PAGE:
The Monarch Highway

The Monarch Highway is busy this time of year. So, keep an eye out while you are driving or outdoors. First, you may only see one, but keep watching, and eventually, you will see them fluttering by in masses. Monarch butterflies are probably the most recognizable and beloved butterflies in the world. Monarchs are currently making one of the most magnificent migrations of any animal in the world. Some travel close to 3,000 miles to their wintering grounds in Mexico. The Upstate of South Carolina along the Blue Ridge Mountains is one of their prime migration corridors and fueling stops on their journey south. This migration is unique because, unlike whales or other large mammals, who have previous generations to learn from and guide them, the monarchs making this migration have no help and are making this trip for the very first time. They are making the same journey that their great-great-grandparents made the previous fall. This ‘super generation’ of monarchs will make this journey south only once in their life. Next fall, it will be their great-great grandchildren’s turn.

A tagged monarch on its journey south, which was tagged by me near Lake Keowee!

A tagged monarch on its journey south, which was tagged near Lake Keowee!
Mallory Maher, ©2022, Clemson University

If you ask an adult or a child to name a butterfly, they will most likely select monarchs. What would a world look like without them? Their numbers are declining year after year. Some researchers estimate that their population has reduced by 80-90% since the 1990s! Their numbers are falling for a variety of reasons. Habitat loss and habitat fragmentation are a couple of reasons that populations are declining. There once was a time where South Carolina and the east coast had vast prairies filled with wildflowers. Today, those prairies have been replaced with forested areas or non-native lawns. Monarchs also face problems in their wintering grounds, which are in the Sierra Madre Mountains in Mexico. Monarchs roost on the Oyamel fir (Abies religiosa) trees. These forests create a perfect microclimate for the monarchs to spend their time in winter. Unfortunately, this habitat faces severe threats due to illegal logging activity, and less than 2% of the original forest remains.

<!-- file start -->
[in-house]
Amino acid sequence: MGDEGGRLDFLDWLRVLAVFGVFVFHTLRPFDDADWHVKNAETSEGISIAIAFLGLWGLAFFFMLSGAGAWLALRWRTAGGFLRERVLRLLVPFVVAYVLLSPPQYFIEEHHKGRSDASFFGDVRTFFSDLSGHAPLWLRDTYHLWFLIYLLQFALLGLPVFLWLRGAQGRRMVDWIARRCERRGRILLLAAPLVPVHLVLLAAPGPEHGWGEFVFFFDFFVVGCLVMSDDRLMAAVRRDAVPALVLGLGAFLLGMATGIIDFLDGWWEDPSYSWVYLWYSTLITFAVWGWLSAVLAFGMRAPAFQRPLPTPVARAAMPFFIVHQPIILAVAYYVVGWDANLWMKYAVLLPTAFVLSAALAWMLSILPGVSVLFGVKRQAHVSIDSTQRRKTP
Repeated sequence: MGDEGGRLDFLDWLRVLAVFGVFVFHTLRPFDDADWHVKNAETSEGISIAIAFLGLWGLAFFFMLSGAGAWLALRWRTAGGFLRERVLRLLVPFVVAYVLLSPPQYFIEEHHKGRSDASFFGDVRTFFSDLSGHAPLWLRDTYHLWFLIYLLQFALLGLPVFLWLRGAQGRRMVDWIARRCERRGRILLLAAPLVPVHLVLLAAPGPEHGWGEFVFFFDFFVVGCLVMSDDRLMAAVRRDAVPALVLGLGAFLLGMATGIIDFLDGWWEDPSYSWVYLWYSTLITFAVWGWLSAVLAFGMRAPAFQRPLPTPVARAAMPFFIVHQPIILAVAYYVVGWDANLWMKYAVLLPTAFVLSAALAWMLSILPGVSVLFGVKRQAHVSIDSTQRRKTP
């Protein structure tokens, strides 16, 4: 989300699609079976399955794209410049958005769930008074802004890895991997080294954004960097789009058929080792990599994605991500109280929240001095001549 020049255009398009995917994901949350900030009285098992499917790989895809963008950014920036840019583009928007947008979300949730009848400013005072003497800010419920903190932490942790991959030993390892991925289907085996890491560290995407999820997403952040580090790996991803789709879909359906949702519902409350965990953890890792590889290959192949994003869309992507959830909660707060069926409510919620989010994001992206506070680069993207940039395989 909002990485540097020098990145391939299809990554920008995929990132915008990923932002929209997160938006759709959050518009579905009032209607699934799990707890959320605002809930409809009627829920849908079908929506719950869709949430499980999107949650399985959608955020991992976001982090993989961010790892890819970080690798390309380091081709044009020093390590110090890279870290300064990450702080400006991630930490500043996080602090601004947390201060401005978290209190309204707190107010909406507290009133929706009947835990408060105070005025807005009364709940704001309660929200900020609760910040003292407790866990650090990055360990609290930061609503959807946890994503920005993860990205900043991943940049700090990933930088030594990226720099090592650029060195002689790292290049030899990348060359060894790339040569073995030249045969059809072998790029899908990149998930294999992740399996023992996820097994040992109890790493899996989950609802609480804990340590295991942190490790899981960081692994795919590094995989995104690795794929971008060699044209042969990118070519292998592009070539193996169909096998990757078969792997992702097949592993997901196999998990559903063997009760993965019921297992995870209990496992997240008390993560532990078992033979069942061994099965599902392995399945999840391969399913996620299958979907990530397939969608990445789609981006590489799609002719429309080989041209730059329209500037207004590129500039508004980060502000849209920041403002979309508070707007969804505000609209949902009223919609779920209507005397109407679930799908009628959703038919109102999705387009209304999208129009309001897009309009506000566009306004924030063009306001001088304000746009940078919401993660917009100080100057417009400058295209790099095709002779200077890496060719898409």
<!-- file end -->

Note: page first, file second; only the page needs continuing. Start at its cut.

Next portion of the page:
Monarch on butterfly weed.

Monarch on butterfly weed.
Mallory Maher, ©2022, Clemson University

If the monarchs survive the winter, they will start to make their way north from Mexico during the spring. Monarchs lay their eggs on a plant called milkweed, which is a host species necessary for monarchs to complete their development. Many different species of milkweed are native to South Carolina, such as butterfly weed, common milkweed, and swamp milkweed. Monarchs lay their eggs on milkweed for protection because the plant is poisonous, so species of animals cannot eat it. Once their eggs hatch, the caterpillars eat the milkweed, thus making them toxic as adult butterflies. Without milkweed, you cannot have future generations of monarch butterflies.

What can you do to help monarchs? During this time of year, you can provide nectar sources for the migrating monarchs so they have food as they make “pit-stops” on their journey south. Also, having flowers in bloom during the fall will help them out tremendously and give them the last bit of energy needed to make it to Mexico!

For more information on Monarchs, see HGIC Blog You Can Help Monarch Butterflies, and Xerces Society Monarch Butterfly Conservation.

If this document didn’t answer your questions, please contact HGIC at or 1-888-656-9988.

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